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 Post subject: A look at cash buyers in Ireland
PostPosted: Tue Sep 19, 2017 10:13 am 
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Cash buyers: Who are they and how come there’s so many of them?
Central Bank chief Philip Lane says cash buyers limit ability to control house prices
https://www.irishtimes.com/business/per ... -1.3224402
Quote:
If they only accounted for about a fifth of the market or so, as was typically the case, it may not be so much of an issue, but figures show that more than five in every 10 purchases in the residential property market is by a cash buyer.
It’s a startling figure when considered in an international context. In the UK for example, cash buyers account for around 35 per cent of all transactions, up from 20 per cent in 2005-2006, according to Nationwide, while in London, cash buyers now represent just 19 per cent of the market...
...Before the crash, cash buyers appeared to be in more scarce supply. Figures from the Central Bank show that at the pinnacle of the boom in 2006, cash buyers accounted for about 25 per cent of the 151,000 or so annual transactions. Back in 2000, there were about 28,000 cash sales out of a total of about 102,000 or about 27 per cent.
But, as transaction levels plummeted, the proportion of cash buyers soared, reaching a peak of about 63 per cent in 2013...
...“It’s a bit bouncy from quarter to quarter, but on a four-quarter moving average basis, you can see that it is gradually tapering, very very slowly,” says John McCartney, director of research at Savills.
From that high of 63 per cent in 2013, the proportion has most recently dropped to about 53 per cent.
Image
...Last year, some 89 per cent of investors bought entirely with cash according to Savills figures, “and if you went outside Dublin it would probably be even higher”, McCartney says.
...But what about all the investors who we hear are leaving the market due to the stringent costs of running a rental property?
McCartney doesn’t beat about the bush on this. “It’s a load of crap,” he says, adding that such a line was “self-serving” and was put out there to “effectively lobby the government against rent caps” – which didn’t work.
...Savills figures show that, in the second quarter of 2017, some 11 per cent of cash buyers were first-time purchasers.
Lowe has observed that more parents buy properties for their children to live in while they attend college in towns and cities around the State, while others may be cash-rich returning emigrants.

An interesting article on the cash buyer phenomena in Ireland. Some stats to backup the previously largely anecdotal evidence though this is mainly from just 1 EA.
But one things for sure, there's still an awful lot of cash out there despite the record crash this country went through.


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 Post subject: Re: A look at cash buyers in Ireland
PostPosted: Tue Sep 19, 2017 10:41 am 
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Interesting... Cash buyers buying investment properties seems bizarre given the taxation regime on rental income unless of course they're cash rich but income poor and would not be taxed at the marginal rate, i.e. retired or semi retired.

Could also be a trend amongst wealthier families to buy properties for children for college years given the current rental mess.

The big question I'd have is whether institutional investors would be considered cash buyers and if this is accounted for in the data?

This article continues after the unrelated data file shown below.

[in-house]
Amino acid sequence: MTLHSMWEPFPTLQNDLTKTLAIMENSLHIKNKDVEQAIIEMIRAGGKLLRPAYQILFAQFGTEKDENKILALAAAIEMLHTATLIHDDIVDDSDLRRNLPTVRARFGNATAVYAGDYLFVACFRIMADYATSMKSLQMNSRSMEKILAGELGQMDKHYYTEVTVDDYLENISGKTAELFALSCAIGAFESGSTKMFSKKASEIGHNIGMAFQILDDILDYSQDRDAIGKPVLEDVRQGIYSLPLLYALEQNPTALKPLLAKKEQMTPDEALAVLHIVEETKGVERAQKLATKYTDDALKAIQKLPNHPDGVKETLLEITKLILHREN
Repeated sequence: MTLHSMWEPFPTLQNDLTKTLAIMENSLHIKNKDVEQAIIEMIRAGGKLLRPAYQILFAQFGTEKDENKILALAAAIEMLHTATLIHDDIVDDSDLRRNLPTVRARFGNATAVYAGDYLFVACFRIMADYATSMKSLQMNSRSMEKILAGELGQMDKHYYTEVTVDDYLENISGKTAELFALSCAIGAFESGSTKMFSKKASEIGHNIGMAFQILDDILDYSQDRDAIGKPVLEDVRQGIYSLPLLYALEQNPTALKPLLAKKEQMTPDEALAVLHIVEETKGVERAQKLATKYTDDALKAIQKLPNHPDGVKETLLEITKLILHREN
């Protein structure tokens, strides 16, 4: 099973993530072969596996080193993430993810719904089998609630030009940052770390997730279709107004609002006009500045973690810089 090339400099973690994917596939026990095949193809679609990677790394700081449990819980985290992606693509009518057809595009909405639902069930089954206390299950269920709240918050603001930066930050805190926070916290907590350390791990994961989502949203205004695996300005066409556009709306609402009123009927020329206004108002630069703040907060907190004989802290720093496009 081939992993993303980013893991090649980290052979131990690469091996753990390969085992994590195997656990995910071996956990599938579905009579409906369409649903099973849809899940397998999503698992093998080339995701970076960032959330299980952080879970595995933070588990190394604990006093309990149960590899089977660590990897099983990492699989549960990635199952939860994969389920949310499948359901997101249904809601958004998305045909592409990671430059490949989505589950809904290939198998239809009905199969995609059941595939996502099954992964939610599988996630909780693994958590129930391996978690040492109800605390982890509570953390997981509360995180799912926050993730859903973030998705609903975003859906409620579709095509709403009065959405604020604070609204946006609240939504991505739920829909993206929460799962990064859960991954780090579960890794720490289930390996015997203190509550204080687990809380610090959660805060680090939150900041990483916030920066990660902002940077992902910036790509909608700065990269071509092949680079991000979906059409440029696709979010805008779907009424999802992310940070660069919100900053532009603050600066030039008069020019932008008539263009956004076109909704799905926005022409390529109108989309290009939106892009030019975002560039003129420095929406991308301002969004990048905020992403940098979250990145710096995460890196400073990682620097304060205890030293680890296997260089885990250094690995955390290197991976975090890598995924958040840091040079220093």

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 Post subject: Re: A look at cash buyers in Ireland
PostPosted: Tue Sep 19, 2017 10:54 am 
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Would like to see the foreign, non-REIT element of this. Chinese flooded Oz, NZ & Canada to get money out of government reach. UK was also a target. To get a visa in the UK, they had to invest something like a million which was then doubled.

http://www.google.ie/amp/s/amp.theguard ... ld-hits-2m

Quote:
The number of UK visa applications by wealthy foreigners has collapsed after the government doubled the required investment threshold from £1m to £2m late last year.

In the first nine months of 2015, there were just 136 applications for “tier one” investor visas, for which residents from outside the European Economic Area and Switzerland can apply provided they have access to at least £2m in investment funds. This compares with 780 applications over the same period last year, an 83% decrease"


Ireland was the next target as it was cheaper and in the EU. We also upped the amount but it's small fry compared to UK.

https://amp.independent.ie/business/iri ... 87614.html

Quote:
Ireland's Immigrant Investor Scheme saw a massive 500pc spike in applications last year, driven by a surge in demand from Chinese nationals.

A total of 329 individuals from 16 different countries applied in 2016 to secure Irish residency in exchange for investing in Irish assets. Of this figure, 313 were from China..........
......
In order to be considered investors have a choice of investment options: €1m in an Immigrant Investor Bond, at 0pc interest rate; €500,000 in an Irish enterprise for three years; €500,000 in an approved fund; a minimum investment of €2m in an Irish Real Estate Investment Trust; investment in a residential property of a minimum value of €450,000 and a straight investment of €500,000 into the immigrant investor bond - or a €500,000 philanthropic donation or endowment."

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The pigeon just knocks all the pieces over.
Then shits all over the board.
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 Post subject: Re: A look at cash buyers in Ireland
PostPosted: Tue Sep 19, 2017 10:57 am